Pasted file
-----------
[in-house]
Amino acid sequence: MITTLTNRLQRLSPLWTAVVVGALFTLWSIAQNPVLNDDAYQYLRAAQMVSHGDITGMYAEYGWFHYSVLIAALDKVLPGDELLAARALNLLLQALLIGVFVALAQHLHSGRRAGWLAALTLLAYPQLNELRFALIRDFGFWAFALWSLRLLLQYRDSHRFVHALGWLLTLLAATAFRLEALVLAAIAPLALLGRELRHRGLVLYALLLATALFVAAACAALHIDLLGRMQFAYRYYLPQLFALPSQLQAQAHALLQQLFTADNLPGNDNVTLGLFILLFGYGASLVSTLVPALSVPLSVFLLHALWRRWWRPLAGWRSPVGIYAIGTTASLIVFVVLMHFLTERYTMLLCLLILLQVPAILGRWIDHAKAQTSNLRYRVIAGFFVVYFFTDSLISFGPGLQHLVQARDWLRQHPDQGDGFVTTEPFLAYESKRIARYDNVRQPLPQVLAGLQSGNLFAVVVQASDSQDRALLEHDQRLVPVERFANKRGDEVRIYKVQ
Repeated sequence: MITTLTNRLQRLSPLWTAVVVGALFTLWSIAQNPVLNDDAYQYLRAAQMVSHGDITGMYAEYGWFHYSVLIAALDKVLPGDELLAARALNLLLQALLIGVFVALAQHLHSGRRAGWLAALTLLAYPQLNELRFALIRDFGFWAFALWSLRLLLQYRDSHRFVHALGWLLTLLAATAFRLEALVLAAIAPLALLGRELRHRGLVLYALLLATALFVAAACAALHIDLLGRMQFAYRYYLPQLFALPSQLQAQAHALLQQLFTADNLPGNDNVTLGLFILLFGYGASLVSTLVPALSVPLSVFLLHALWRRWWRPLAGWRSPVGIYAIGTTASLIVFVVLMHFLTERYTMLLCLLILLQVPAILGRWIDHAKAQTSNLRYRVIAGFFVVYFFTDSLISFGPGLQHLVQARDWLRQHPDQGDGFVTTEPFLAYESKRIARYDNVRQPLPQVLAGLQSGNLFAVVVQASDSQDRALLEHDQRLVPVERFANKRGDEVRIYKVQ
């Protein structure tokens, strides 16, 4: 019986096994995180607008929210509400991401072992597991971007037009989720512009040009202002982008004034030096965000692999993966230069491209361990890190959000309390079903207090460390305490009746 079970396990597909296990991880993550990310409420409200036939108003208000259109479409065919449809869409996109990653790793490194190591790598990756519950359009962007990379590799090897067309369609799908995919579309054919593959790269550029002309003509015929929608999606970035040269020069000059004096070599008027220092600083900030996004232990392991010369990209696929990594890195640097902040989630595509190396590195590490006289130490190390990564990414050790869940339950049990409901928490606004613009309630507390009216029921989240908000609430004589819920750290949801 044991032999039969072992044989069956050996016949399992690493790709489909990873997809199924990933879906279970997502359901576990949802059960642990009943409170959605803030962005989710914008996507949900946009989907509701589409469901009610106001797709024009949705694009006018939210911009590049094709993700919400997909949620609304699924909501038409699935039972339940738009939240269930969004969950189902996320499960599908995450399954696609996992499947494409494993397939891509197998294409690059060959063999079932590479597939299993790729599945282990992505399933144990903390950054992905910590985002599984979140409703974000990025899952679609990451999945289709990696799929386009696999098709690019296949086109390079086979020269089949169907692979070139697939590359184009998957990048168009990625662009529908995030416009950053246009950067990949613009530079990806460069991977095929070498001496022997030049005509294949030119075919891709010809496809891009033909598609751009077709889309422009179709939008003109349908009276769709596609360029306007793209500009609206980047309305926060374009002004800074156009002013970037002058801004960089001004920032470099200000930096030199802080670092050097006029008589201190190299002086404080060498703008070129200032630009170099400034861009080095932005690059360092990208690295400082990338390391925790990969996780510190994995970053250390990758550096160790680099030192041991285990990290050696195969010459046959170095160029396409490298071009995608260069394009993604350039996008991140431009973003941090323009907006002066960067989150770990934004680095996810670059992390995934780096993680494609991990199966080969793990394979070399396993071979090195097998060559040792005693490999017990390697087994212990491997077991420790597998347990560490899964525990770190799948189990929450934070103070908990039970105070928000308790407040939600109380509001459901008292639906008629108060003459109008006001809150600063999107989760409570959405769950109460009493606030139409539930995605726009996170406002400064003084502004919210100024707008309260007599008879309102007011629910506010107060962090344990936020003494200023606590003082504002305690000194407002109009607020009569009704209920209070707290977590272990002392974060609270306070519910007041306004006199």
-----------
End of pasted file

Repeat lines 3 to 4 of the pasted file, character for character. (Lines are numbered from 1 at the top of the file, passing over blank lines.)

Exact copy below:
Repeated sequence: MITTLTNRLQRLSPLWTAVVVGALFTLWSIAQNPVLNDDAYQYLRAAQMVSHGDITGMYAEYGWFHYSVLIAALDKVLPGDELLAARALNLLLQALLIGVFVALAQHLHSGRRAGWLAALTLLAYPQLNELRFALIRDFGFWAFALWSLRLLLQYRDSHRFVHALGWLLTLLAATAFRLEALVLAAIAPLALLGRELRHRGLVLYALLLATALFVAAACAALHIDLLGRMQFAYRYYLPQLFALPSQLQAQAHALLQQLFTADNLPGNDNVTLGLFILLFGYGASLVSTLVPALSVPLSVFLLHALWRRWWRPLAGWRSPVGIYAIGTTASLIVFVVLMHFLTERYTMLLCLLILLQVPAILGRWIDHAKAQTSNLRYRVIAGFFVVYFFTDSLISFGPGLQHLVQARDWLRQHPDQGDGFVTTEPFLAYESKRIARYDNVRQPLPQVLAGLQSGNLFAVVVQASDSQDRALLEHDQRLVPVERFANKRGDEVRIYKVQ
């Protein structure tokens, strides 16, 4: 019986096994995180607008929210509400991401072992597991971007037009989720512009040009202002982008004034030096965000692999993966230069491209361990890190959000309390079903207090460390305490009746 079970396990597909296990991880993550990310409420409200036939108003208000259109479409065919449809869409996109990653790793490194190591790598990756519950359009962007990379590799090897067309369609799908995919579309054919593959790269550029002309003509015929929608999606970035040269020069000059004096070599008027220092600083900030996004232990392991010369990209696929990594890195640097902040989630595509190396590195590490006289130490190390990564990414050790869940339950049990409901928490606004613009309630507390009216029921989240908000609430004589819920750290949801 044991032999039969072992044989069956050996016949399992690493790709489909990873997809199924990933879906279970997502359901576990949802059960642990009943409170959605803030962005989710914008996507949900946009989907509701589409469901009610106001797709024009949705694009006018939210911009590049094709993700919400997909949620609304699924909501038409699935039972339940738009939240269930969004969950189902996320499960599908995450399954696609996992499947494409494993397939891509197998294409690059060959063999079932590479597939299993790729599945282990992505399933144990903390950054992905910590985002599984979140409703974000990025899952679609990451999945289709990696799929386009696999098709690019296949086109390079086979020269089949169907692979070139697939590359184009998957990048168009990625662009529908995030416009950053246009950067990949613009530079990806460069991977095929070498001496022997030049005509294949030119075919891709010809496809891009033909598609751009077709889309422009179709939008003109349908009276769709596609360029306007793209500009609206980047309305926060374009002004800074156009002013970037002058801004960089001004920032470099200000930096030199802080670092050097006029008589201190190299002086404080060498703008070129200032630009170099400034861009080095932005690059360092990208690295400082990338390391925790990969996780510190994995970053250390990758550096160790680099030192041991285990990290050696195969010459046959170095160029396409490298071009995608260069394009993604350039996008991140431009973003941090323009907006002066960067989150770990934004680095996810670059992390995934780096993680494609991990199966080969793990394979070399396993071979090195097998060559040792005693490999017990390697087994212990491997077991420790597998347990560490899964525990770190799948189990929450934070103070908990039970105070928000308790407040939600109380509001459901008292639906008629108060003459109008006001809150600063999107989760409570959405769950109460009493606030139409539930995605726009996170406002400064003084502004919210100024707008309260007599008879309102007011629910506010107060962090344990936020003494200023606590003082504002305690000194407002109009607020009569009704209920209070707290977590272990002392974060609270306070519910007041306004006199």